Samsung SmartThings Outlet - Power Rating?


(Ravi Shankar) #1

I know this was probably discussed a lot. But I just got my Smartthings from US to India and other than asking it to turn off my Lifx bulbs, I have no use for t. I was thinking of getting the outlet from US (since they both talk US Z-wave frequency) and wanted to check what is the outlet rated for?

I know in the site its rated 120, but most of these products have a wide range of power rating but mention only 120 or 220 based on where they sell it. Has someone used the outlet in 220/240V regions?


(Robin) #2

(Ravi Shankar) #3

This is really sad. They are not even considering India to be a worthy market to see these things. on top they dont make the products with universal power rating.


(Robin) #4

Looks like India uses a different Zwave frequency compared to both the EU and US hubs.

You are probably breaking the law using either frequency in India, so why did you go for a hub based on a different voltage.

If you had purchased a U.K. hub you’d still be on an illegal frequency (let’s face it not the end of the world) but all your devices would at least be rated for 220v.


(Ravi Shankar) #5

Smartthing Hub is rated for universal power - 110-220 so that was not a problem getting it from US and I have friends coming from US often. And i dont think its illegal to use that frequency . I just wish all these devices have universal power rating which makes it easy to use any where.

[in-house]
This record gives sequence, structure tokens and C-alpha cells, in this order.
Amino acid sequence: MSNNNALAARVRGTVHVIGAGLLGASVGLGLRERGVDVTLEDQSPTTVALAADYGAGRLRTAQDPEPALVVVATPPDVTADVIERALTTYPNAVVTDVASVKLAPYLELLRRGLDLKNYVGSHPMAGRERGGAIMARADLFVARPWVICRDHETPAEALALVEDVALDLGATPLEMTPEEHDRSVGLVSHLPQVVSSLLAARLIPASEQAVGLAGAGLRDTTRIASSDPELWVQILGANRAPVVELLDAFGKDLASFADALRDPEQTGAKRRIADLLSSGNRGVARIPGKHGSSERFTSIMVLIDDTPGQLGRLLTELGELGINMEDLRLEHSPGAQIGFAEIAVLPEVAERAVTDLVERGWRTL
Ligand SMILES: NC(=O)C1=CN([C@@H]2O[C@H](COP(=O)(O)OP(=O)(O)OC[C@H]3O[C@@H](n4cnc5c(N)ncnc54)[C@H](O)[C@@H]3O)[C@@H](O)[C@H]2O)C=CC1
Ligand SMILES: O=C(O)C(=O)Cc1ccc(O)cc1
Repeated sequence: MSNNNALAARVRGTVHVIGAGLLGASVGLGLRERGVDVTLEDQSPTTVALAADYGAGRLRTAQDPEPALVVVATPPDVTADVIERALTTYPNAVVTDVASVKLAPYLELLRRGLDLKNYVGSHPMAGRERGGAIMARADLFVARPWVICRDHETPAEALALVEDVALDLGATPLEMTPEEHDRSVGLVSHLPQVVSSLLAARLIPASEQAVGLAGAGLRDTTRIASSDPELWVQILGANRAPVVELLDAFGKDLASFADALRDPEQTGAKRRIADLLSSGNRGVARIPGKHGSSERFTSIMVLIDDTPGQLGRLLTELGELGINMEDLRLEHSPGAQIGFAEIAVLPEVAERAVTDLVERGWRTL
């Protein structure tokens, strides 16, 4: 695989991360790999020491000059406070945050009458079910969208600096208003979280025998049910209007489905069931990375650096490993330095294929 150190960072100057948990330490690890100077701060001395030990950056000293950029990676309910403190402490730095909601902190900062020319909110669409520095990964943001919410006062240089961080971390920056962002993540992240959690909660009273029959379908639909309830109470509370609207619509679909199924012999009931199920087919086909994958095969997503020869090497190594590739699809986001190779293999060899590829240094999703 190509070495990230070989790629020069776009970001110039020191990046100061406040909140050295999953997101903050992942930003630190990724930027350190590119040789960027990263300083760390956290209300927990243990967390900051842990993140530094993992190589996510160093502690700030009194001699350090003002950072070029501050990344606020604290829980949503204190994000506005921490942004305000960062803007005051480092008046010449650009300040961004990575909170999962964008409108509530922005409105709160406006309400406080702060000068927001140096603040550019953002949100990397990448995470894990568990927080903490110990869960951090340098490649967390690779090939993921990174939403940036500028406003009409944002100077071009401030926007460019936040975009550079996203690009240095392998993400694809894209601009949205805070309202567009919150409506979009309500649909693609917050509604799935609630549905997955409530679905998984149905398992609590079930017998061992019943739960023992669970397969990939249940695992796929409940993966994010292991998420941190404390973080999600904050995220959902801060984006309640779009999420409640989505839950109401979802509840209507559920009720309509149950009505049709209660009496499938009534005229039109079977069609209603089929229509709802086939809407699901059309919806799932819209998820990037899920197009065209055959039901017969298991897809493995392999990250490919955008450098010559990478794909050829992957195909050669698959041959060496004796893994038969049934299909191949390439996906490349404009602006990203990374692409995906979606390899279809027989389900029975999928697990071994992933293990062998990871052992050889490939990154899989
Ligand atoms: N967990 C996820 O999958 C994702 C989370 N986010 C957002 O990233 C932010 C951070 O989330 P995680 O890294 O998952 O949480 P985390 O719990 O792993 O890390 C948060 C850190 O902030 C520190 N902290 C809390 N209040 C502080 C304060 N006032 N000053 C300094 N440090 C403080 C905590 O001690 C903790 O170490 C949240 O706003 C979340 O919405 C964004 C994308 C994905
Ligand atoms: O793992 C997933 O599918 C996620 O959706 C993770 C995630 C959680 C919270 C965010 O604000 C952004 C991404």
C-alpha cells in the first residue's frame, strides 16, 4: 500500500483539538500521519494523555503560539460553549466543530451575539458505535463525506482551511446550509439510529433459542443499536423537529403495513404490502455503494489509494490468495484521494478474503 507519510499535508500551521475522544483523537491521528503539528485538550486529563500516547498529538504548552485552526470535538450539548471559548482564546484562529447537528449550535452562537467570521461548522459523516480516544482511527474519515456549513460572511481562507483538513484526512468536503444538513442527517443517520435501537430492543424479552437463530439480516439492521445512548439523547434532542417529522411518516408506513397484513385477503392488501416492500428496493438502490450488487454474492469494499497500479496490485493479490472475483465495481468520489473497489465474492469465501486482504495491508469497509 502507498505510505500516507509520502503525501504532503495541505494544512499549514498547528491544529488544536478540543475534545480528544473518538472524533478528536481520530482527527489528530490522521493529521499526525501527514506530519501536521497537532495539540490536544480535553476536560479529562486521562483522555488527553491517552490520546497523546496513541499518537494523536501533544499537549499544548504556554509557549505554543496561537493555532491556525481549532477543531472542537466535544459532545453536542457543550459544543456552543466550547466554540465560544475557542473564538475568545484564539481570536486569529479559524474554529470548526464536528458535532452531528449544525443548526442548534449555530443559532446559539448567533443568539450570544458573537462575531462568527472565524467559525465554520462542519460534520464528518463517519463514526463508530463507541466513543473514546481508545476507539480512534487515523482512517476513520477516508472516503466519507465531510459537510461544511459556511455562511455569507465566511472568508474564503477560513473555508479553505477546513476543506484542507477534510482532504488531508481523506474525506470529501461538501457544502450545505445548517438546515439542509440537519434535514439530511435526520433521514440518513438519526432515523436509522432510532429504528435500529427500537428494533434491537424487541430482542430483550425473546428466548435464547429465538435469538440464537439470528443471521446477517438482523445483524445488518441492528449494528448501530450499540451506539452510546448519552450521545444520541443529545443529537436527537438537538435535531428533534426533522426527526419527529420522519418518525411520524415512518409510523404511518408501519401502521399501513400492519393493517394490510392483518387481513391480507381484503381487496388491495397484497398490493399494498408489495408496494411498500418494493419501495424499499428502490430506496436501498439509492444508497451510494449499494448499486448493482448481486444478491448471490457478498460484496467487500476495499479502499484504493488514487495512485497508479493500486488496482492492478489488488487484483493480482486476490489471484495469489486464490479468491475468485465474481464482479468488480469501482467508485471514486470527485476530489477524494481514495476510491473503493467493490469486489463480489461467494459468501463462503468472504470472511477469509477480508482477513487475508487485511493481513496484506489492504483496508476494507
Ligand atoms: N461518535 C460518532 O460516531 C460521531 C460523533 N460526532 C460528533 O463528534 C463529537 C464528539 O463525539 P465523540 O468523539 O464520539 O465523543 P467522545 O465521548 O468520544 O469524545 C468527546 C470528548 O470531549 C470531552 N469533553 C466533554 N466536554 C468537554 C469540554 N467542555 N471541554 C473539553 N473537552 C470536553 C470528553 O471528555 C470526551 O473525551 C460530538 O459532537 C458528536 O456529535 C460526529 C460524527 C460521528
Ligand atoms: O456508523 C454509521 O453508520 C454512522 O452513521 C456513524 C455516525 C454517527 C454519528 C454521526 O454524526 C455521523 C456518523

(Robin) #6

Zwave frequencies are allocated by each country an art across the world:

US - 908.42 MHz
UK - 868.42 MHz
India - 865.2 MHz

Using an unallocated frequency is illegal in almost all countries and can lead to interference with other infrastructure etc.


#7

One thing to correct, the smart outlet is Zigbee so you can get the U.K. Version and pair it with yr US ST :wink:


(Mark) #8

The ST hub has a power cord with ac/dc adapter, and can take universal ac voltage. That seems to be pretty common these days with electronics like laptops.

The smart outlet plugs directly into the wall and provides ac power to what’s plugged into it.

Doesn’t seem like a valid comparison does it?

Edit: also, presumably multinational corporations like Samsung (which owns ST) don’t want to make it easy to use their devices anywhere. There are any number of reasons why they would want to restrict use of certain electronic devices to certain countries/regions. Making it harder for customers to possibly violate telecommunications laws in various countries is probably just one of them.


(Ravi Shankar) #9

DAM! If only i could somehow find a way to ship these from UK to India. Ebay/ Amazon UK dont do it


(Robin) #10

How many do you want?

If you’re interested I’ll figure out the postage cost and you can pay with PayPal.

I’m not looking to make a profit so it will cost whatever it costs me here in the UK.

Send me a PM.


(Robin) #11

Btw… Amazon UK do sell them, they just won’t deliver to India.

IMG_2613


(Ravi Shankar) #12

Thanks you so much for that offer. I am looking at those zwave relays i can put inside the wall socket instead of this smart socket, coz we have different plug and i would have to put a converter on top of this socket to plug something.


(Robin) #13

Be careful with those… the in-wall micros aren’t normally rated for high power devices… plug in a kettle or a fan heater and it’ll go pop!

For example, in the UK we have 13A sockets but most in-wall micros can only take 10A.